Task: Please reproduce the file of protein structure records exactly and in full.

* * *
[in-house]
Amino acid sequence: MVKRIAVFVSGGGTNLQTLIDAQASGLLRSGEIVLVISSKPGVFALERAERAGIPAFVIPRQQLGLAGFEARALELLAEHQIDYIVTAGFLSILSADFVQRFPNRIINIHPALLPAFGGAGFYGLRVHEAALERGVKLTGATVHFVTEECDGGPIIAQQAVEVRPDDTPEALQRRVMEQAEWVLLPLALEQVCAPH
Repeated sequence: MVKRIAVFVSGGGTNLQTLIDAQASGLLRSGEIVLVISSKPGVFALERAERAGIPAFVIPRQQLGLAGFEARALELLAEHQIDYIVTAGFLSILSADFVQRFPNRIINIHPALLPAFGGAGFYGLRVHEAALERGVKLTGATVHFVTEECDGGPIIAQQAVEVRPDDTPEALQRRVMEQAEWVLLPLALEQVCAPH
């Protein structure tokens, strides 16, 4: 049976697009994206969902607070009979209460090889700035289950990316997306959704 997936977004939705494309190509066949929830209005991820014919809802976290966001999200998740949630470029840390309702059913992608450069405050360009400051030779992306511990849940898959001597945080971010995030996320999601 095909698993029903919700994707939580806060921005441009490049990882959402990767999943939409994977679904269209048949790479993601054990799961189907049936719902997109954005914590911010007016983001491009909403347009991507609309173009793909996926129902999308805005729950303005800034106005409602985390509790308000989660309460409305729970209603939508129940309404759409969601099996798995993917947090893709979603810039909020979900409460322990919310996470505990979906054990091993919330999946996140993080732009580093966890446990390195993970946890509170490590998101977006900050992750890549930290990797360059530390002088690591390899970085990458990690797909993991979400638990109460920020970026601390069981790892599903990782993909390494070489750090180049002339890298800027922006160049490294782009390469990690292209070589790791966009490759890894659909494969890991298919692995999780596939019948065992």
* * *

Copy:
[in-house]
Amino acid sequence: MVKRIAVFVSGGGTNLQTLIDAQASGLLRSGEIVLVISSKPGVFALERAERAGIPAFVIPRQQLGLAGFEARALELLAEHQIDYIVTAGFLSILSADFVQRFPNRIINIHPALLPAFGGAGFYGLRVHEAALERGVKLTGATVHFVTEECDGGPIIAQQAVEVRPDDTPEALQRRVMEQAEWVLLPLALEQVCAPH
Repeated sequence: MVKRIAVFVSGGGTNLQTLIDAQASGLLRSGEIVLVISSKPGVFALERAERAGIPAFVIPRQQLGLAGFEARALELLAEHQIDYIVTAGFLSILSADFVQRFPNRIINIHPALLPAFGGAGFYGLRVHEAALERGVKLTGATVHFVTEECDGGPIIAQQAVEVRPDDTPEALQRRVMEQAEWVLLPLALEQVCAPH
């Protein structure tokens, strides 16, 4: 049976697009994206969902607070009979209460090889700035289950990316997306959704 997936977004939705494309190509066949929830209005991820014919809802976290966001999200998740949630470029840390309702059913992608450069405050360009400051030779992306511990849940898959001597945080971010995030996320999601 095909698993029903919700994707939580806060921005441009490049990882959402990767999943939409994977679904269209048949790479993601054990799961189907049936719902997109954005914590911010007016983001491009909403347009991507609309173009793909996926129902999308805005729950303005800034106005409602985390509790308000989660309460409305729970209603939508129940309404759409969601099996798995993917947090893709979603810039909020979900409460322990919310996470505990979906054990091993919330999946996140993080732009580093966890446990390195993970946890509170490590998101977006900050992750890549930290990797360059530390002088690591390899970085990458990690797909993991979400638990109460920020970026601390069981790892599903990782993909390494070489750090180049002339890298800027922006160049490294782009390469990690292209070589790791966009490759890894659909494969890991298919692995999780596939019948065992």